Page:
Tactics for Delivering Better Employee Evaluations
2012 is over and with a bit of tongue- and-cheek I say yippee we are still here! We are moving swiftly along with planning and executing strategies for a successful 2013.
In any business the beginning of the year is a good time to reflect on the past year and make needed changes while planning for the future. This is especially true in retail as January and February can be ghost towns at traditional retail centers.
One of the most important pieces of analysis you can put together at this time is your staffing analysis and plan.
This includes everything from ensuring you have the right number of folks, to ensuring the right folks are in the right positions, to ensuring your compensation plan is competitive, to ensuring they are appropriately trained, and to ensuring they are fully engaged in their positions. The last piece….engagement….that is the challenging piece. It is also the most important if you want to run the most profitable business you can.
Why Give Formal Evaluations?
There are many different surveys and studies that identify which tactics engage employees most effectively. The most well known is the Gallup Employee Engagement Index which identifies that one of the most important things to employees in all walks of life want is getting recognition for a job well done.
Gallup has also used decades of employee engagement research to develop what they call the "12 Elements of Great Managing." What is important to note is that four of the twelve elements speak to receiving feedback and development from managers who care.
Restated 25% of what makes great managers great in their employee’s eye is the ability to engage employee learning and development, to give valid and consistent feedback, and in doing so, prove to the employee that their best interest is considered and cared about.
Tactics for Effective Formal Evaluations
Formal evaluations are very challenging. As a result they tend to be one of the more dreaded tasks that managers and store operators need to accomplish. There are some tactics you can employee to both make the process easier and more effective.
Create a Drop File.
If you are like most businesses you give a formal evaluation once or at most twice a year. That means you are giving feedback for a large period of time encompassing many months. If you are like most folks it is tough to remember what your team members were doing last month let alone six months ago. Because this is human nature, managers will tend to give reviews that are heavily skewed by what the employee has done most recently.
A drop file is a fantastic help:
- Simply create a file for each of your team members.
- Set aside some time each week to write down two positives and two negatives about each employee on a small piece of paper.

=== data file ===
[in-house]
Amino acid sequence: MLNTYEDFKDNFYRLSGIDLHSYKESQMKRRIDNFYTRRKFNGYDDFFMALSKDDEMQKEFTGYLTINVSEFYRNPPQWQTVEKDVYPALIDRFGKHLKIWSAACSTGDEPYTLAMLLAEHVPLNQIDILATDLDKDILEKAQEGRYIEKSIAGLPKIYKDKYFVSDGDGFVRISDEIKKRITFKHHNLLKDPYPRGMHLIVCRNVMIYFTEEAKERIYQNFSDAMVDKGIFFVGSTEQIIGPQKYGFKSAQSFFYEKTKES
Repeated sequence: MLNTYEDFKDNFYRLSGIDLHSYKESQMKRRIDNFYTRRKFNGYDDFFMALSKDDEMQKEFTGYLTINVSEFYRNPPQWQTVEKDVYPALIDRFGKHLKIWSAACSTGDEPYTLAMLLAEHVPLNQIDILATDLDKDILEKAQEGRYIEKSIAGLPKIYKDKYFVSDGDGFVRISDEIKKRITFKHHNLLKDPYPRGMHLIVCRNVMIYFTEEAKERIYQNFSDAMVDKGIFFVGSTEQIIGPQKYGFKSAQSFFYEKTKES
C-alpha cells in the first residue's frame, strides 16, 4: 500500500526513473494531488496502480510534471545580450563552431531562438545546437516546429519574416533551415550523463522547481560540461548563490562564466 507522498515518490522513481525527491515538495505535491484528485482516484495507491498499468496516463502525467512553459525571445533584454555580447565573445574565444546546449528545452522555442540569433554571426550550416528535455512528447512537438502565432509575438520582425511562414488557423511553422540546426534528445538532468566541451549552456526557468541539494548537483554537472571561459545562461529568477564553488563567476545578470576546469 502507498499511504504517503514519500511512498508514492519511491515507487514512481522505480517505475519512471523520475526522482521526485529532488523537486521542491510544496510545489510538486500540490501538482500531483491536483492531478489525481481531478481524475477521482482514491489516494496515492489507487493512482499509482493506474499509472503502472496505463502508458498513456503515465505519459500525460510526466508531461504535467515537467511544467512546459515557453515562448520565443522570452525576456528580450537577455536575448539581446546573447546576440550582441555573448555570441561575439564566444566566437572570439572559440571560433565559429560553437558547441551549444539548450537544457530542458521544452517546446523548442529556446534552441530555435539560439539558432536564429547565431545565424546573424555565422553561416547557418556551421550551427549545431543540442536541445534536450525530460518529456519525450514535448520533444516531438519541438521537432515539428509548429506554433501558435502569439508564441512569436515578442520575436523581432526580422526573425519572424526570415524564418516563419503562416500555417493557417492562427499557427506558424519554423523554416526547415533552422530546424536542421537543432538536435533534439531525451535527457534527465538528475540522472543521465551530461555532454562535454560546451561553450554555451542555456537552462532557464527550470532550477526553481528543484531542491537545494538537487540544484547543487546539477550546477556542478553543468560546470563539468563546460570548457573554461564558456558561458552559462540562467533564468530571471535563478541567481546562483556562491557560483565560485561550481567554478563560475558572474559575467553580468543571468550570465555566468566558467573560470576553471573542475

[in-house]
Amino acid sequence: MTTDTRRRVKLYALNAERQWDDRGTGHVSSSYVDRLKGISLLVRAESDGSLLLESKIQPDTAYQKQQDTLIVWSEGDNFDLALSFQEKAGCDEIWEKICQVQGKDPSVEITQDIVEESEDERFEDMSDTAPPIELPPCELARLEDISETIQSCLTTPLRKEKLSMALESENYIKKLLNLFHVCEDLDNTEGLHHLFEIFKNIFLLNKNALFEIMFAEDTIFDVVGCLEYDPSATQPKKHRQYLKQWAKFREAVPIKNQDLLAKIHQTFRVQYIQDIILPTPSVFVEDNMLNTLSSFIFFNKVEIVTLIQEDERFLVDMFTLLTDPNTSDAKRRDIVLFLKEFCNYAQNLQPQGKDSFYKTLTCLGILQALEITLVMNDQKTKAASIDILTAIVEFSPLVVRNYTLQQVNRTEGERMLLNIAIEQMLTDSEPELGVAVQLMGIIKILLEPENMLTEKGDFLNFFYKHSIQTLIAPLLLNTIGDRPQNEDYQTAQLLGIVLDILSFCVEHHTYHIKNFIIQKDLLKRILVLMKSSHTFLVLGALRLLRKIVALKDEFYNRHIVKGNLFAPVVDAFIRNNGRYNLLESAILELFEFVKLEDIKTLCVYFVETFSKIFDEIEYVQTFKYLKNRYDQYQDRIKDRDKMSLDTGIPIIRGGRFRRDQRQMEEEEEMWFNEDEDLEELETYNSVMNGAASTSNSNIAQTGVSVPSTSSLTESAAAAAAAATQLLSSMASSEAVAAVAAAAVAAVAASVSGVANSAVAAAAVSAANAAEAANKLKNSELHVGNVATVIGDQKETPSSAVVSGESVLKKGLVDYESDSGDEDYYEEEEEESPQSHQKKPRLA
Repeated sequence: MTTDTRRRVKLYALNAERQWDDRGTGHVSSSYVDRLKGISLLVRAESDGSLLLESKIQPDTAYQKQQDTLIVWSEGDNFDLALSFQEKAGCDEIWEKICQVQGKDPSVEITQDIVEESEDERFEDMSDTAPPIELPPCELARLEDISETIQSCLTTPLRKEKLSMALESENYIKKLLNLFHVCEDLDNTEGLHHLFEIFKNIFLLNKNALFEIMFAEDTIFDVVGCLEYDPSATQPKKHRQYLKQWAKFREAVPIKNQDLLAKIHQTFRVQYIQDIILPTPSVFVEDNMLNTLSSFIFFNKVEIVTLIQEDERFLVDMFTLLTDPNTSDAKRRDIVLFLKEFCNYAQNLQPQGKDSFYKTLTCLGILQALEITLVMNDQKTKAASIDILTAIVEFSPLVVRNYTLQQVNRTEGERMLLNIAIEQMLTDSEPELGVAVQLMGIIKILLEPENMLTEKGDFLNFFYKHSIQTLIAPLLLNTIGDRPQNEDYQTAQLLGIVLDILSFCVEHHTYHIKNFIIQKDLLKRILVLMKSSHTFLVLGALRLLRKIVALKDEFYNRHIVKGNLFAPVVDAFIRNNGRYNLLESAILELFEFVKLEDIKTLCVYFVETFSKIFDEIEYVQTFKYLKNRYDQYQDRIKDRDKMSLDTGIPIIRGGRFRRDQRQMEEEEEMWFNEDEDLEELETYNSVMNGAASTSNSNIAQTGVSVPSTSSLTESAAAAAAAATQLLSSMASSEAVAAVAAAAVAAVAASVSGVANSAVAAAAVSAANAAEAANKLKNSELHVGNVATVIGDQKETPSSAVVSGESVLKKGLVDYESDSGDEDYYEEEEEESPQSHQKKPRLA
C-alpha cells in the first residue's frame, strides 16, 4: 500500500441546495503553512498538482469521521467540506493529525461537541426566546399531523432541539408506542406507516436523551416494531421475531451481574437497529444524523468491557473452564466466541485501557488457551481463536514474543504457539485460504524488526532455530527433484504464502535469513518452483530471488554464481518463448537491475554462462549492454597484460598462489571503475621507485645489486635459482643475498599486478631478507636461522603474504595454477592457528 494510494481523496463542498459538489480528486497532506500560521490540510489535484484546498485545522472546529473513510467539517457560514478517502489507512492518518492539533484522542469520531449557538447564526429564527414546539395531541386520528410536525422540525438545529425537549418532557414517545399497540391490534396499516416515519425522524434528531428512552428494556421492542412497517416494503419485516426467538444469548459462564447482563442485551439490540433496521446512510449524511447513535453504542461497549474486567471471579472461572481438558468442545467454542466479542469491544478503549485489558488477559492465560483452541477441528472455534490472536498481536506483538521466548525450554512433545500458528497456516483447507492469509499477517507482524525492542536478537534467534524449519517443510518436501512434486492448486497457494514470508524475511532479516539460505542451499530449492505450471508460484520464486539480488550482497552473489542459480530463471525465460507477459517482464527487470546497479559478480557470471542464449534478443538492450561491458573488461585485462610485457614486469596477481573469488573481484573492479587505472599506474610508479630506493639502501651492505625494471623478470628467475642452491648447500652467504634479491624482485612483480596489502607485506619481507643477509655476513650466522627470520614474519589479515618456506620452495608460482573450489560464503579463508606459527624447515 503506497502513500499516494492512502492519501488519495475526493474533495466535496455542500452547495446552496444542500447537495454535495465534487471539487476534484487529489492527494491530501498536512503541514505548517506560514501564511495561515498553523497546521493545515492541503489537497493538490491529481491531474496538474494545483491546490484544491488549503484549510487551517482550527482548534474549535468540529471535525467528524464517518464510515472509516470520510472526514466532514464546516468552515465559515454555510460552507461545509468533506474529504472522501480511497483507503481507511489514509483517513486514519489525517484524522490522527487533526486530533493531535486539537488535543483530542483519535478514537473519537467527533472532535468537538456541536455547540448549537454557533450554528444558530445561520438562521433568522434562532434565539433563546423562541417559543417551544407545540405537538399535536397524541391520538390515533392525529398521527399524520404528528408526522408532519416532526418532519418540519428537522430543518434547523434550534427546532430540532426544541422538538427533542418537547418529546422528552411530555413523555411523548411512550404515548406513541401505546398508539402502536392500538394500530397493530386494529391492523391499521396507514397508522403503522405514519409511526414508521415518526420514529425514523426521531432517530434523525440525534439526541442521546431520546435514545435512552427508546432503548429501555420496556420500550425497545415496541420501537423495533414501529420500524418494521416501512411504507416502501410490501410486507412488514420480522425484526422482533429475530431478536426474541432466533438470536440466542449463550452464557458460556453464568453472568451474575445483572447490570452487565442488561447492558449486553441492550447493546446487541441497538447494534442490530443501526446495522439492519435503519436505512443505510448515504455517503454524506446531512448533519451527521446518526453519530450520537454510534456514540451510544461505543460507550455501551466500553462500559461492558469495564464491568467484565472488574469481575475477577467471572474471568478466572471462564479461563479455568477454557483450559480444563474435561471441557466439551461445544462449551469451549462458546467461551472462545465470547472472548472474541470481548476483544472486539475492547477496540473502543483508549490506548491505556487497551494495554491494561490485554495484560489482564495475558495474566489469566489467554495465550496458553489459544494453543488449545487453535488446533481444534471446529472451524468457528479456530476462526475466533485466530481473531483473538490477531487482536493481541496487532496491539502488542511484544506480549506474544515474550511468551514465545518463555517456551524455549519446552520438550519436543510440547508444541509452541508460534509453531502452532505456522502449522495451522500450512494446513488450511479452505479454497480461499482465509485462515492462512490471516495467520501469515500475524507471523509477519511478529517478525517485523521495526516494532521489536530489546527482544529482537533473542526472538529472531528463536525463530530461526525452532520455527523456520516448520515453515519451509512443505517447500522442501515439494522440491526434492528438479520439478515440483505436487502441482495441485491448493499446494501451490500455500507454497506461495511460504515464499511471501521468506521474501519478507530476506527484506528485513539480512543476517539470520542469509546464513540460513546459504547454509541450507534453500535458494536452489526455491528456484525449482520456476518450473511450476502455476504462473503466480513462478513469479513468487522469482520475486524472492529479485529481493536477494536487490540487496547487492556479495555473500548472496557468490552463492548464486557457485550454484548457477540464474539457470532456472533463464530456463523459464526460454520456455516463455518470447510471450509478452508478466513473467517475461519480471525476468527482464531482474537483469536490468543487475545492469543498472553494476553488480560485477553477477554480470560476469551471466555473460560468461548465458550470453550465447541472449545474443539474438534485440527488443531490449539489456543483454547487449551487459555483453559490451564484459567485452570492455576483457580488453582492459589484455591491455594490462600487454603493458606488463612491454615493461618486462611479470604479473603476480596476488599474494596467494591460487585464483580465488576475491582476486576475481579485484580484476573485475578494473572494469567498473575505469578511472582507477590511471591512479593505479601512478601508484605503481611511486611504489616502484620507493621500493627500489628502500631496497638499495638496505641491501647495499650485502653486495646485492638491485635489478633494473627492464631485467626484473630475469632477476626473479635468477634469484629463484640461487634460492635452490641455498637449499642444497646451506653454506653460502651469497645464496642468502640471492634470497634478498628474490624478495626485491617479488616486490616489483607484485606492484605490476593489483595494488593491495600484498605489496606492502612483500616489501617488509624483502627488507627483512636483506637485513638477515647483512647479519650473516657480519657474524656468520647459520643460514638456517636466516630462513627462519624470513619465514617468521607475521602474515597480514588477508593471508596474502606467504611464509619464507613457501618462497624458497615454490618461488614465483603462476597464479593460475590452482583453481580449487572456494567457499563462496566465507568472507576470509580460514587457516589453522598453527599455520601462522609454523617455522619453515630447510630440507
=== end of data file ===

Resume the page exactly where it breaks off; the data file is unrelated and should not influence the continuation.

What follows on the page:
- Be sure to be detailed and date the papers.
- Drop those slips into your file.
When it is time for reviews you now have a true and realistic picture of how the employee performed over time. These little notes will jog your memory about positive and negative items that can and should be addressed. The review is much more valid and will be more accepted by the employee because you will be using real life examples with dates and outcomes.
Use a Self Evaluation Tool.
One very productive activity that a manager can have their team participate in is performing self evaluations. I recommend using the same formal evaluation for both the self evaluation and the manager’s feedback.
This tool gives the managers a fantastic window into how the employee views their own performance. It allows for a healthy conversation when there are differences in perspective.
Be sure to include a section where you ask the employee to list the items they wish to work on during the next review period. This gives the employee ownership in their own development and will make them more likely to engage in whatever training or learning activities you will use to help improve that skill.
Include performance goals in your daily conversations.
Conversations about expectations and goals should happen daily. Employees should be aware of a focused on the results that are expected.
If you are good at giving daily and weekly informal feedback the review process becomes simple. The employees will not be surprised by anything that is in the review and their self evaluation should be similar to the formal review the manager completes. If the managers review and the employee’s self evaluation are drastically different that means that the manager is not keeping the employee in the loop frequently enough.
Don’t be late!
It is common in retail for reviews to be delivered late. I have taken over more than one territory (and once an entire company employee pool) where performance reviews were inconsistently delivered, delivered months and months late or sometimes not at all. In every one of those situations I inherited a very tough environment with some very disengaged employees.
I can’t state more clearly how important it is to deliver these evaluations on time. When you choose to be late on a performance review to an employee you are in essence telling them that their performance is not important to you or the company. You are also holding up their chances at earning extra income because in most companies raises and wage reviews are dependent on completing the formal evaluation.
These are just a few tactics to help ensure a more productive employee evaluation process. Employees are clamoring for development and they are most engaged with managers that deliver consistent training and feedback.